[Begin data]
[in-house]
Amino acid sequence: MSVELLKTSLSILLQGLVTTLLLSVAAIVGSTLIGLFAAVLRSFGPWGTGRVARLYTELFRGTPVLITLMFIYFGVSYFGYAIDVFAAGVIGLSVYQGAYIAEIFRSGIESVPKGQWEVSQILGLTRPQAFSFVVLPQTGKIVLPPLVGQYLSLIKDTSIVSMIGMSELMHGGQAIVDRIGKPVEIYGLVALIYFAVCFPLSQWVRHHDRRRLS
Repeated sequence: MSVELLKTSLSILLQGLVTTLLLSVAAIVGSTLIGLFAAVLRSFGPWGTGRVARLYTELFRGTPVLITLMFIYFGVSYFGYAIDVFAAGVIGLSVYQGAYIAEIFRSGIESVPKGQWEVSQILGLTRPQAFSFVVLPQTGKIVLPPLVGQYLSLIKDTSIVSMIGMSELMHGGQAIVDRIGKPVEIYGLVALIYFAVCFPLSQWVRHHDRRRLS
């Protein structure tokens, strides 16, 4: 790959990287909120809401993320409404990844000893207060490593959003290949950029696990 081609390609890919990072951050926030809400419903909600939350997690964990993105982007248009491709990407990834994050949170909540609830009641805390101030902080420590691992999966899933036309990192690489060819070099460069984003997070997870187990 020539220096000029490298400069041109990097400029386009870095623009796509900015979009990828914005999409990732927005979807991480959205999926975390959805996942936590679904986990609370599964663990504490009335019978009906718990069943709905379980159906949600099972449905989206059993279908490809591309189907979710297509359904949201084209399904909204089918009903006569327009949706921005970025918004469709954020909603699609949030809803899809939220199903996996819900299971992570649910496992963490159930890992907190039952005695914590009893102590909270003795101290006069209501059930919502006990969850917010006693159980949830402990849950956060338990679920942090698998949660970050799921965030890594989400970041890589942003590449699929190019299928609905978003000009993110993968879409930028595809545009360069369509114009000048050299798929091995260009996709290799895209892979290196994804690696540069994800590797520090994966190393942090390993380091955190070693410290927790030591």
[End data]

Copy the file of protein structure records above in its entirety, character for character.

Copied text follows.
[in-house]
Amino acid sequence: MSVELLKTSLSILLQGLVTTLLLSVAAIVGSTLIGLFAAVLRSFGPWGTGRVARLYTELFRGTPVLITLMFIYFGVSYFGYAIDVFAAGVIGLSVYQGAYIAEIFRSGIESVPKGQWEVSQILGLTRPQAFSFVVLPQTGKIVLPPLVGQYLSLIKDTSIVSMIGMSELMHGGQAIVDRIGKPVEIYGLVALIYFAVCFPLSQWVRHHDRRRLS
Repeated sequence: MSVELLKTSLSILLQGLVTTLLLSVAAIVGSTLIGLFAAVLRSFGPWGTGRVARLYTELFRGTPVLITLMFIYFGVSYFGYAIDVFAAGVIGLSVYQGAYIAEIFRSGIESVPKGQWEVSQILGLTRPQAFSFVVLPQTGKIVLPPLVGQYLSLIKDTSIVSMIGMSELMHGGQAIVDRIGKPVEIYGLVALIYFAVCFPLSQWVRHHDRRRLS
């Protein structure tokens, strides 16, 4: 790959990287909120809401993320409404990844000893207060490593959003290949950029696990 081609390609890919990072951050926030809400419903909600939350997690964990993105982007248009491709990407990834994050949170909540609830009641805390101030902080420590691992999966899933036309990192690489060819070099460069984003997070997870187990 020539220096000029490298400069041109990097400029386009870095623009796509900015979009990828914005999409990732927005979807991480959205999926975390959805996942936590679904986990609370599964663990504490009335019978009906718990069943709905379980159906949600099972449905989206059993279908490809591309189907979710297509359904949201084209399904909204089918009903006569327009949706921005970025918004469709954020909603699609949030809803899809939220199903996996819900299971992570649910496992963490159930890992907190039952005695914590009893102590909270003795101290006069209501059930919502006990969850917010006693159980949830402990849950956060338990679920942090698998949660970050799921965030890594989400970041890589942003590449699929190019299928609905978003000009993110993968879409930028595809545009360069369509114009000048050299798929091995260009996709290799895209892979290196994804690696540069994800590797520090994966190393942090390993380091955190070693410290927790030591």